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Self, Logic, and Figurative Thinking

Self, Logic, and Figurative Thinking

Harwood Fisher
Copyright Date: 2009
Pages: 368
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  • Book Info
    Self, Logic, and Figurative Thinking
    Book Description:

    Harwood Fisher argues against neuroscientific and cognitive scientific explanations of mental states, for they fail to account for the gaps between actions in the brain, cognitive operations, linguistic mapping, and an individual's account of experience. Fisher probes a rich array of thought from the primitive and the dream to the artistic figure of speech, and extending to the scientific metaphor. He draws on first-person methodologies to restore the conscious self to a primary function in the generation of figurative thinking.

    How does the individual originate and organize terms and ideas? How can we differentiate between different types of thought and account for their origins? Fisher depicts the self as mediator between trope and logical form. Conversely, he explicates the creation and articulation of the self through interplay between logic and icon. Fisher explains how the "I" can step out of scripted roles. The self is neither a discursive agent of postmodern linguistics nor a socially determined entity. Rather, it is a historically situated, dynamically constituted place at the crossroads of conscious agency and unconscious actions and evolving contextual logics and figures.

    eISBN: 978-0-231-51866-6
    Subjects: Biological Sciences, Psychology, Linguistics

Table of Contents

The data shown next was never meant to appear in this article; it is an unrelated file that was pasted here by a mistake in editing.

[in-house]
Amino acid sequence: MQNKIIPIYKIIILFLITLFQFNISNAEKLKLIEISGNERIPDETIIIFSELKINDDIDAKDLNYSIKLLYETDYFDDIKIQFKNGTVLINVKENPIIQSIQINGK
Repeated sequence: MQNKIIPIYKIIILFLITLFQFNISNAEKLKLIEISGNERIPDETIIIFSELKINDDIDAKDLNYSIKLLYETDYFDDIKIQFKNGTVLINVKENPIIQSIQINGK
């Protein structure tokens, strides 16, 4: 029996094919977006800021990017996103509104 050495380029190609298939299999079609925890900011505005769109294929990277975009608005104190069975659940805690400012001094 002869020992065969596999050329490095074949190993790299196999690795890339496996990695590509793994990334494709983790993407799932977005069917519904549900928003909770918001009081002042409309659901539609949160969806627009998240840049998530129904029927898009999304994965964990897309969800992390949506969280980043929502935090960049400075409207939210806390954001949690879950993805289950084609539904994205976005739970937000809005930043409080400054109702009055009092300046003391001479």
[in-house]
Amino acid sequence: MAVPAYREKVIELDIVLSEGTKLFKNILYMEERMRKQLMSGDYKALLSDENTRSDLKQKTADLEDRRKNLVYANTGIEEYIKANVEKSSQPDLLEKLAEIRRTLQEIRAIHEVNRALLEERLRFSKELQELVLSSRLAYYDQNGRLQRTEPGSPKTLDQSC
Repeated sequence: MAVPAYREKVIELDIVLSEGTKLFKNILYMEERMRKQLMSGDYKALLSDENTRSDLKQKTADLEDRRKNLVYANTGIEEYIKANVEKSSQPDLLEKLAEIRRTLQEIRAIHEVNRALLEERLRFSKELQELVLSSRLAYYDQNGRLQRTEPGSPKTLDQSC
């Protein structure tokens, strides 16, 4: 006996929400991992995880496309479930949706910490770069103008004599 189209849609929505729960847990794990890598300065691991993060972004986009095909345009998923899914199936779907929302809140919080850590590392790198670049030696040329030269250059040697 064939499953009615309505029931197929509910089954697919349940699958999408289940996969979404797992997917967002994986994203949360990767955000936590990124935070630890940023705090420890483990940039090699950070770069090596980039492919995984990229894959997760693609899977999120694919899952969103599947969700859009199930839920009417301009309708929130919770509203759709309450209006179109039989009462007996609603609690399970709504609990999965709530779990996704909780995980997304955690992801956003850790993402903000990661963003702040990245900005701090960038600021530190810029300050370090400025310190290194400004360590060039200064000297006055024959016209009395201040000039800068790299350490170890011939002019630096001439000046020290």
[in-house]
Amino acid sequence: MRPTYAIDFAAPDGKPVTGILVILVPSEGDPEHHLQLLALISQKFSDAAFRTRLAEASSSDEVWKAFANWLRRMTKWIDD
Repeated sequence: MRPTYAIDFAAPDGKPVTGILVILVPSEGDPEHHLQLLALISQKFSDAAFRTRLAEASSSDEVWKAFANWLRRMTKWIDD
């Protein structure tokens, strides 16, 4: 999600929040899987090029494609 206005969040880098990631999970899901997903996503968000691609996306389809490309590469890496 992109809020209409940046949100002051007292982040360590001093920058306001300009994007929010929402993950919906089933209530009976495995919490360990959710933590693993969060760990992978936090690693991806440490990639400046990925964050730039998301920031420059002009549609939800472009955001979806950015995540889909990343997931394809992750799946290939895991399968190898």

1. Front Matter
    (pp. i-vi)
  2. Table of Contents
    (pp. vii-viii)
  3. Preface
    (pp. ix-xx)
  4. Introduction: Major Terms, Their Classification, and Their Relation to the Book’s Objective
    (pp. 1-6)

    When a lover refers to his heart as my “foolish heart,” is he being poetic? Is he a pathological case? Suppose he appeals to it as if it had its own mind: “Take care, my foolish heart” (from the 1949 song by Ned Washington and Victor Young)? Has his thought degenerated to that of a madman? Is he just being childish? Has he slipped into a time warp and become like a person who lived long ago, before the human brain inhibited easy exchanges between fantastic projections of wishes and reality-checking propositional thoughts? In the song, the lyricist means to...

  5. 1 The Problem of Analogous Forms
    (pp. 7-29)

    How can you specify the differences in logical structure in forms embedded in meanings intended as figurative compared to those forms in which meanings are mired in the literal?

    It is not only songwriters seeking to inspire lovers who appeal to figurative thinking. The “hero” in Poe’s ([2000] 2008b) famous short story “The Tell-Tale Heart” murders a victim—but not before reporting he hears the sound of his victim’s heart. After he murders the fellow, he hears the sound again. He believes it to be that of the same heart beating. Most readers look at this belief as pathologically “literal.”...

  6. 2 Natural Logic, Categories, and the Individual
    (pp. 30-63)